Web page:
With the ability to flex financial muscle came big trades and big free-agent signings, in both the Major League and international markets. A stalled franchise was turned around quickly, from a fourth-place finish in 2010 to NL West crowns in 2013 and '14. This year's version of the Dodgers set an Opening Day record with a $234 million payroll.
"We re-energized the franchise with major trades and went hard on free agents, knowing it had a chance to rejuvenate the group and get us back to a good competitive spot," Dodgers general manager Ned Colletti said. "Knowing that player development needs to be the lifeblood of your organization, we were going to try to do two things at the same time -- win and develop.
"Our team is developed by some homegrown players, some that have come via free agency, international signings and trades, where we were able to pick up contracts and fill in gaps as we continued to develop below. We had to do it in an uncharacteristic way: 'Let's load up, as fast as we can, for as long as we can, rebuild the farm system, draft better, get more involved in the international market and shore up the farm system while the big league roster can be competitive.'"
Player, how acquired, year:
Pedro Baez, Int'l sign, 2007
Scott Elbert, Draft, 2004 (1st)
A.J. Ellis, Draft, 2003 (18th)
Carlos Frias, Int'l sign, 2007
Dee Gordon, Draft, 2008 (4th)
Kenley Jansen, Int'l sign, 2004
Matt Kemp, Draft, 2003 (6th)
Clayton Kershaw, Draft, 2006 (1st)
Yasiel Puig, Int'l sign, 2012
Hyun-Jin Ryu, Int'l sign, 2012
Scott Van Slyke, Draft, 2005 (14th)
There are holdovers from the "old days," when the Dodgers' pipeline was funneling up exciting young players with regularity. Ace Kershaw, of course, is the cornerstone, and new ownership made it possible to make him a long-term Dodger, giving him a seven-year, $215 million deal, a record contract for a pitcher. Kemp missed last year's postseason, but the 2003 sixth-round pick has bounced back in 2014, playing all three outfield positions while providing power and run production in the lineup.
Gordon was on last year's postseason roster, but as a pinch-running option only. Now, he's coming off an All-Star campaign and is one of the top basestealers in the game. Van Slyke is one of many players who has given manager Don Mattingly versatility and flexibility off the bench.
The Dodgers have more homegrown international signees than any other playoff team. Two, Baez and Jansen, are former position players who were converted to the mound. A testament to the player development staff in Los Angeles, Jansen has become one of the best closers in the NL, and Baez has the makings of a power-armed setup man.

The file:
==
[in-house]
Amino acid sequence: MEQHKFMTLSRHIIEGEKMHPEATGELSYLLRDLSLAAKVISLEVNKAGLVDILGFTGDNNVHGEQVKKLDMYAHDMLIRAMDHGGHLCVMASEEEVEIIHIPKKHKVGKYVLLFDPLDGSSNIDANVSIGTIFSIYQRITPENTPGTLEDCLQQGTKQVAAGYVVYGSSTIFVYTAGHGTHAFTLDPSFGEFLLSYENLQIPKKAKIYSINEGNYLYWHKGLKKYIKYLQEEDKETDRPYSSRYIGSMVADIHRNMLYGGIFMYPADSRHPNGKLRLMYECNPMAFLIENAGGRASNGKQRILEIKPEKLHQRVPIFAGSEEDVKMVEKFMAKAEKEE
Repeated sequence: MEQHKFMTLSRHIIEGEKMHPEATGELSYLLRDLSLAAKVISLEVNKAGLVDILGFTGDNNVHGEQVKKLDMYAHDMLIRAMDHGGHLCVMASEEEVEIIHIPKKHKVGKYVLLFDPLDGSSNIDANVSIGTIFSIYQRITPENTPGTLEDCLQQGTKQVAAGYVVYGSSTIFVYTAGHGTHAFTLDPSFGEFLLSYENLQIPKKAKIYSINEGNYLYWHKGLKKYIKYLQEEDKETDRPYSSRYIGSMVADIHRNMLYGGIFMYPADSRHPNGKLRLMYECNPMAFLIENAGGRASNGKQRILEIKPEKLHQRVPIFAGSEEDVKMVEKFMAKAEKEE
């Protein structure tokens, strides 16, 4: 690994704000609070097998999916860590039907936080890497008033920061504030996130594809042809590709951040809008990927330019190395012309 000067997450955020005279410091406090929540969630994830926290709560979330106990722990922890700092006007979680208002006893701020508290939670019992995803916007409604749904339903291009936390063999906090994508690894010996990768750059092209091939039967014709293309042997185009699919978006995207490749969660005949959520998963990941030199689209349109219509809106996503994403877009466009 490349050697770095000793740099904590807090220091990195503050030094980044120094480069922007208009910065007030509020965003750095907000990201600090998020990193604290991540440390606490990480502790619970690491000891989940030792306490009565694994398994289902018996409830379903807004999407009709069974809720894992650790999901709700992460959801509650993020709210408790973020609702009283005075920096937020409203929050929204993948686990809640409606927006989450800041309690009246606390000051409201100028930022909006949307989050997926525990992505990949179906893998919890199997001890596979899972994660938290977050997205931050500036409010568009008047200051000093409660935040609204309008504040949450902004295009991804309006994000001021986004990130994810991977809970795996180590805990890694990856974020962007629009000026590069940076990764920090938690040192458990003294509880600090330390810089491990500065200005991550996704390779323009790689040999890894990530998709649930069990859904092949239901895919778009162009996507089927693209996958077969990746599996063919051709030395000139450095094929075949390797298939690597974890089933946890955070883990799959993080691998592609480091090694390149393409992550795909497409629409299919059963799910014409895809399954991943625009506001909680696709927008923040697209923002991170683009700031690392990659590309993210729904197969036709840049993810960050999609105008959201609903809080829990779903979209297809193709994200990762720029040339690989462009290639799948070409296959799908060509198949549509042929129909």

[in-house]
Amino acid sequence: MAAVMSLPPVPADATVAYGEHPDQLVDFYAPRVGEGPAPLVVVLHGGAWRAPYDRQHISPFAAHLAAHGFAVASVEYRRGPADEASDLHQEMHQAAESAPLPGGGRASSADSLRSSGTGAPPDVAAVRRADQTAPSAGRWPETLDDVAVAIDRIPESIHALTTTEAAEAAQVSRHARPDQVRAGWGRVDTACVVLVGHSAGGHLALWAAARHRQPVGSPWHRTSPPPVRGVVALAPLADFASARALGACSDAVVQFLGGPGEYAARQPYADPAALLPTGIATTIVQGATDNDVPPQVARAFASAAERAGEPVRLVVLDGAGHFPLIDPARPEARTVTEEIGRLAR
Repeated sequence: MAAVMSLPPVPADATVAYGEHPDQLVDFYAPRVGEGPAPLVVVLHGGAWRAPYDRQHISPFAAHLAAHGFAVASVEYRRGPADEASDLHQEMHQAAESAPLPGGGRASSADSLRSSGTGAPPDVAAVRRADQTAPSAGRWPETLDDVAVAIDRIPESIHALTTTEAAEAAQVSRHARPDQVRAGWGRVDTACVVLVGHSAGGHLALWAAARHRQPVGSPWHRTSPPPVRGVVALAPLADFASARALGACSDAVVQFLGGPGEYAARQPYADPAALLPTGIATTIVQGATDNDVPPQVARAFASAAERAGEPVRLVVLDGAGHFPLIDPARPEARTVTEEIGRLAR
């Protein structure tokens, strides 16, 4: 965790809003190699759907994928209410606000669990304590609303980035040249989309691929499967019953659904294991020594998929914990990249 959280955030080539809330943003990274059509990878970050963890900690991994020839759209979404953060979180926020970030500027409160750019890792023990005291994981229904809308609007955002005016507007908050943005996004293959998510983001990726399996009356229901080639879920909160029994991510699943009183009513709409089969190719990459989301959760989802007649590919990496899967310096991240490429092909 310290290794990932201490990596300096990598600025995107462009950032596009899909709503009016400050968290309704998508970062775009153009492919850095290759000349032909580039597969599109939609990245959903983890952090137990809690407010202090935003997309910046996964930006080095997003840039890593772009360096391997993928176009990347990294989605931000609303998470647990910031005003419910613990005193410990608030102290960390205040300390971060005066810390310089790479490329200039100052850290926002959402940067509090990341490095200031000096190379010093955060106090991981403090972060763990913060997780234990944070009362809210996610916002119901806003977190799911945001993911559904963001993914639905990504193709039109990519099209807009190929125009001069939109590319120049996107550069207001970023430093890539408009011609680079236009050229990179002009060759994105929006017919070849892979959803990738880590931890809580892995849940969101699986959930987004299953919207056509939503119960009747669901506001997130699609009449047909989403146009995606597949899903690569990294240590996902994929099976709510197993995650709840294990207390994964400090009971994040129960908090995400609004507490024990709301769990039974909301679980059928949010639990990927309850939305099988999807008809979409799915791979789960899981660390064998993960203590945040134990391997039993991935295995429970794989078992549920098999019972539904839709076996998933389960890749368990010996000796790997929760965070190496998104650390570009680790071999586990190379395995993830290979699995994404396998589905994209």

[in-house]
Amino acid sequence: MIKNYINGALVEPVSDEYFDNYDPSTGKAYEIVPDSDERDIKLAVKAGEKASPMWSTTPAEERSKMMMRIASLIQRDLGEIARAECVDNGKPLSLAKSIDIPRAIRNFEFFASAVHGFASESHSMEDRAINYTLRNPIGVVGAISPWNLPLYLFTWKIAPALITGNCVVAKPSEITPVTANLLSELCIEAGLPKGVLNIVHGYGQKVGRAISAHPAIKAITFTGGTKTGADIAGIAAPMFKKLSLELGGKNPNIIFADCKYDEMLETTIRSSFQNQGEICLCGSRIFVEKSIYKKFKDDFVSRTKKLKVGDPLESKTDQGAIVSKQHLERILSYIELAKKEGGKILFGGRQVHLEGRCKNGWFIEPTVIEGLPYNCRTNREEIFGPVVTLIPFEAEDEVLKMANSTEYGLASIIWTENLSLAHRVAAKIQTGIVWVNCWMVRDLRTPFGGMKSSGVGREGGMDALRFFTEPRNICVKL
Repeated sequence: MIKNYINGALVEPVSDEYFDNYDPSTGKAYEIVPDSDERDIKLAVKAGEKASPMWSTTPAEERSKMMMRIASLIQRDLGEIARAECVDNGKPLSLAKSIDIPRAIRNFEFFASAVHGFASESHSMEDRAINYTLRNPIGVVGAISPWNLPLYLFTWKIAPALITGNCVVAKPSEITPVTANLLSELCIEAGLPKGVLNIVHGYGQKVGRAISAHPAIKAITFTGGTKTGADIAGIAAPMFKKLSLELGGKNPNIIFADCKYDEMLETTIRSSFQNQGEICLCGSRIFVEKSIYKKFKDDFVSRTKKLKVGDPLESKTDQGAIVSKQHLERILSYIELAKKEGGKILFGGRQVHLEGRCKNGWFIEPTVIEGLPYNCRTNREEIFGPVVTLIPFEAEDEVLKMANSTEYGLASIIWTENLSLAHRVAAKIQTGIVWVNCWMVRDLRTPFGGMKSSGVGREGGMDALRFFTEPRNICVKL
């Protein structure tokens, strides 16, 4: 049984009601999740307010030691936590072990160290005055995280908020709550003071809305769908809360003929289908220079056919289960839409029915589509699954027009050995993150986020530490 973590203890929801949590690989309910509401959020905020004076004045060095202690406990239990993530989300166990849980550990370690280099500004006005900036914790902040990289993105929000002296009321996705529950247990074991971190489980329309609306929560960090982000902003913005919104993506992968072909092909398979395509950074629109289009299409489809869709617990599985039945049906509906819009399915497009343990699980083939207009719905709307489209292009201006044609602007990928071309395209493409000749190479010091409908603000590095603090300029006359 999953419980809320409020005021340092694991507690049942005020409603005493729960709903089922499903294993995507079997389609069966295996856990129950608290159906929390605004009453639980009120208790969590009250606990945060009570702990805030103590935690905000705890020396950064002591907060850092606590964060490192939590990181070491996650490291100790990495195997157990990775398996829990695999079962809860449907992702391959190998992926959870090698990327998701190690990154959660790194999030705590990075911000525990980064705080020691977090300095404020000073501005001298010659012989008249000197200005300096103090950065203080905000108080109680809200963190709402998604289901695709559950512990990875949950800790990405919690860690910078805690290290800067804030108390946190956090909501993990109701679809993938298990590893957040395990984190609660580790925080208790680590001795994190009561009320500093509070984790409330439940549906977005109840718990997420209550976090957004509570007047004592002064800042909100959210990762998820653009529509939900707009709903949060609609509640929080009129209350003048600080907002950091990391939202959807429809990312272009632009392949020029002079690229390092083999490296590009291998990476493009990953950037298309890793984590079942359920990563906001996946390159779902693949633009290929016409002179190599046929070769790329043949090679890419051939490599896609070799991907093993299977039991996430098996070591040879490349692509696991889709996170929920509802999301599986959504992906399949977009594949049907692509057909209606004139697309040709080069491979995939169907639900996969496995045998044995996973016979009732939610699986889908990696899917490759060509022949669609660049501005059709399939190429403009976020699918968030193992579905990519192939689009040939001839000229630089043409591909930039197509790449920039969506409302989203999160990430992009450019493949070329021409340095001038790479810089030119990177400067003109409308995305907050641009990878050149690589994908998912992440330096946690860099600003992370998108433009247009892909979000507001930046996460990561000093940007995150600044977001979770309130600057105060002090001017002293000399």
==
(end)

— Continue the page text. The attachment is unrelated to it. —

The big international signings, of course, have been Cuban outfielder Puig and Korean southpaw Ryu, who is trying to work his way back from a left shoulder issue. The Dodgers were in on Jorge Soler hard. While the Cubs signed Soler, those who represented top international free agents were notified that Los Angeles was back in business. The Dodgers signed Puig in late June 2012, then got Ryu six months later. Puig and Ryu received a combined 13 years and $78 million in their deals.
Player, year, acquired from:
Drew Butera, 2013, Twins
Carl Crawford, 2012, Red Sox
Andre Ethier, 2005, A's
Adrian Gonzalez, 2012, Red Sox
Brandon League, 2012, Mariners
Hanley Ramirez, 2012, Marlins
The big trades were of the blockbuster variety. The Dodgers plucked the languishing Ramirez from the Marlins in July 2012 for a pair of young arms. A month later came the huge deal with the Red Sox, one that netted the Dodgers Gonzalez, Crawford, Josh Beckett and Nick Punto. Beckett is hurt and Punto is gone, but Gonzalez and Crawford's productive 2014 campaigns are a big reason Los Angeles will be playing baseball in October.
Since the big trades, deals have been smaller, with Colletti tweaking more than anything else, helping to build some bench depth.
"We acquired Darwin Barney, not a headline grabber, but it gave us a former Gold Glover behind Dee Gordon, and an option if Dee had gotten hurt," Colletti said.
Justin Turner, 2014
Zack Greinke, 2012
Dan Haren, 2013
J.P. Howell, 2013
Miguel Rojas, 2012
Juan Uribe, 2010
Brian Wilson, 2013
Jamey Wright, 2013
The free-agent market, of late, has been another place to tweak and fine-tune the roster, after the big splash made by the Greinke signing in December 2012. Like with Van Slyke from the homegrown pool and Barney via trades, versatility has been an important ingredient.
That's why the Dodgers signed Turner to a seemingly ho-hum one-year, $1 million deal for the 2014 season. Not only has Turner played all four infield positions, playing third base full-time when Uribe was on the disabled list, he's also hit extremely well, with the second-best WAR among position players on the roster, behind only Puig and tied with Uribe, according to Baseball-Reference.
"In the National League, we feel the bench is a very big component," Colletti said. "We lost three great guys in Mark Ellis, Nick Punto and Skip Schumaker. We thought we had to get younger, a little more versatile. We went out and signed Turner; he's really helped us. Internally, Van Slyke really emerged and can also play four spots. Those players, they are less heralded, but we wouldn't be in the postseason without them."